With these two theories in mind, scientists set out to model the hypothetical properties of dark matter based on relatively new observations of the intergalactic medium, or IGM.

The IGM consists largely of dark matter—whatever that may be—along with hydrogen gas and a small amount of helium. The hydrogen within IGM absorbs light emitted from distant, bright objects, and astronomers have studied this absorption for decades using Earth-based instruments.

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The team looked at how the IGM interacted with light emitted by quasars, which are distant, massive, starlike objects. One set of data came from a survey of 100 quasars by the European Southern Observatory in Chile. The team also included observations of 25 quasars by the Las Campanas Observatory in Chile and the W.M. Keck Observatory in Hawaii.

Using a supercomputer at the University of Cambridge, Iršič and colleagues simulated the IGM—and calculated what type of dark matter particle would be consistent with the quasar data.

dark matter comparison
These images depict the absorption of light by hydrogen gas within the IGM, with bright areas indicating high gas density. The curves also show hydrogen absorption. On the left is a simulation based on the standard cold dark matter model. On the right is a simulation based on fuzzy dark matter. The left curve is more consistent with data analyzed by Iršič and colleagues. (Credit: Vid Iršič/U. Washington)

They discovered that a typical particle predicted by the fuzzy dark matter theory is simply too light to account for the hydrogen absorption patterns in the IGM. A heavier particle—similar to predictions of the traditional cold dark matter theory—is more consistent with their simulations.

“The mass of this particle has to be larger than what people had originally expected, based on the fuzzy dark matter solutions for issues surrounding our galaxy and others,” Iršič says.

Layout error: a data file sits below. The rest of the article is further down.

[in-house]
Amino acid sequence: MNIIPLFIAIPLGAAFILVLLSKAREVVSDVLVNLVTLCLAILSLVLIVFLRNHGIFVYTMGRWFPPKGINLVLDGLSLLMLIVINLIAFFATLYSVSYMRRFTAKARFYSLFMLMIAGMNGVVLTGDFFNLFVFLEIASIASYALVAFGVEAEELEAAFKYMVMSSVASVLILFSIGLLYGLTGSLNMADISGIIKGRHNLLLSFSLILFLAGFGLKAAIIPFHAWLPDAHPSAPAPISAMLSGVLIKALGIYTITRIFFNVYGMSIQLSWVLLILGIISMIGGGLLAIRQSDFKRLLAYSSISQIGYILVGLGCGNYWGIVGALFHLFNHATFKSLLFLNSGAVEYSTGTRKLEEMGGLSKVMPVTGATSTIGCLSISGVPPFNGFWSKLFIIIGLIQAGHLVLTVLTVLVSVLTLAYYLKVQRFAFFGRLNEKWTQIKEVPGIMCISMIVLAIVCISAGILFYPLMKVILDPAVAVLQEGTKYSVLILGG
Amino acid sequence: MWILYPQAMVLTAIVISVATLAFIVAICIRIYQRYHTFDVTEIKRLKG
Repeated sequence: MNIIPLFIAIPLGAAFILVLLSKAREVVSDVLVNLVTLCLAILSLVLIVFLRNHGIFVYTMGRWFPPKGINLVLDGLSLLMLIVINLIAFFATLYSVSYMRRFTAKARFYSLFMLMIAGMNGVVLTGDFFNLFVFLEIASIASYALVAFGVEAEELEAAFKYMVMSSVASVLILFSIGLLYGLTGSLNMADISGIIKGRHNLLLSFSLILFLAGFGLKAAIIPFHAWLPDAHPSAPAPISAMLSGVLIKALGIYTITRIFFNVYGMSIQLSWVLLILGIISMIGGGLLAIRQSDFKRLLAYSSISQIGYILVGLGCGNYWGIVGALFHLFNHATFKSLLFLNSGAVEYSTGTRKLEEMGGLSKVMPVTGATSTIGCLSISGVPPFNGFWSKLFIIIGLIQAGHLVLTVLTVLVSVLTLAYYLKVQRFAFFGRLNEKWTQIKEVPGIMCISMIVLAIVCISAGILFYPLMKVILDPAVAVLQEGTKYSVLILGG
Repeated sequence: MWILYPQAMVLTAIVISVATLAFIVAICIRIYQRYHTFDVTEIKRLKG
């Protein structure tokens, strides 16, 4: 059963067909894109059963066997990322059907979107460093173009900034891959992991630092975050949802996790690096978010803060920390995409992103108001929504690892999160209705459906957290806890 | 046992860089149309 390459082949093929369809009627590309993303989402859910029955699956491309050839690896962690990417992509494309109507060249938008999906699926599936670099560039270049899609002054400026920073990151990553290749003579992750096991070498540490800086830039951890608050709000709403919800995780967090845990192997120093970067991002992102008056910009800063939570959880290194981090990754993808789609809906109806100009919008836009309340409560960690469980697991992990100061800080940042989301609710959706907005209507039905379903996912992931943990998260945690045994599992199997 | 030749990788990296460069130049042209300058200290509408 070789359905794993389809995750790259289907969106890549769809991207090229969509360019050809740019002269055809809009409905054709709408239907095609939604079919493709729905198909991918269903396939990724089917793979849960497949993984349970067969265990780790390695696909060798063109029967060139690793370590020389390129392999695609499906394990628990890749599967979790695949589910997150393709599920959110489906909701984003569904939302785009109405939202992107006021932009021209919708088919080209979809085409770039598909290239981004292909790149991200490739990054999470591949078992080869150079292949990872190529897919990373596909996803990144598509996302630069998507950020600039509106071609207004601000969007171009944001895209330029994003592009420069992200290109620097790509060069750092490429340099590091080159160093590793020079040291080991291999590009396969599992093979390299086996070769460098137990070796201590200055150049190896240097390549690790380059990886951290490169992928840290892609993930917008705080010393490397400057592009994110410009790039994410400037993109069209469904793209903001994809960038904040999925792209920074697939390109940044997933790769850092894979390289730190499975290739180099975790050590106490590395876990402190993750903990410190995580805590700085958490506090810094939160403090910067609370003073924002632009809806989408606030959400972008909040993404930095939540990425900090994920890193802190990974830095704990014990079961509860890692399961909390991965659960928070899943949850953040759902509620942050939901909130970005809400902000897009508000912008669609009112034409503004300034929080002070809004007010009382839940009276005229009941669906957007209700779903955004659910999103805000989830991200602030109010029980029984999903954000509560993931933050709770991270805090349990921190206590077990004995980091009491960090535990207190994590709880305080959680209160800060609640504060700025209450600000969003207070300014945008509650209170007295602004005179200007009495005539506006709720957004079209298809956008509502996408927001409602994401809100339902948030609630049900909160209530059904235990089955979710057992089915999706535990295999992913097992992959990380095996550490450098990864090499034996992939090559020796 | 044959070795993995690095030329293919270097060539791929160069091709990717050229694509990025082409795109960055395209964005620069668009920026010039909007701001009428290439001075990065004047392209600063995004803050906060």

An ultralight “fuzzy” particle could still exist. But it can’t explain why galactic clusters form, or other questions like the paucity of satellite galaxies around the Milky Way. A heavier “cold” particle remains consistent with the astronomical observations and simulations of the IGM.

Remaining questions

The results don’t address all of the longstanding drawbacks of the cold dark matter model. But Iršič believes that further mining of data from the IGM can help resolve the type—or types—of particles that make up dark matter.

In addition, some scientists believe that there are no problems with the cold dark matter theory. Instead, scientists may simply not understand the complex forces at work in the IGM, Iršič says.

“Either way, the IGM remains a rich ground for understanding dark matter,” he adds.

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Coauthors of the paper are from the International School for Advanced Studies; the Astronomical Observatory of Trieste and the National Institute for Nuclear Physics; the University of Cambridge; the University of Nottingham; and the University of California, Riverside.

The National Science Foundation, the National Institute for Nuclear Physics, the European Research Council, the Royal Society in the United Kingdom, and the Kavli Foundation funded the work.

Source: University of Washington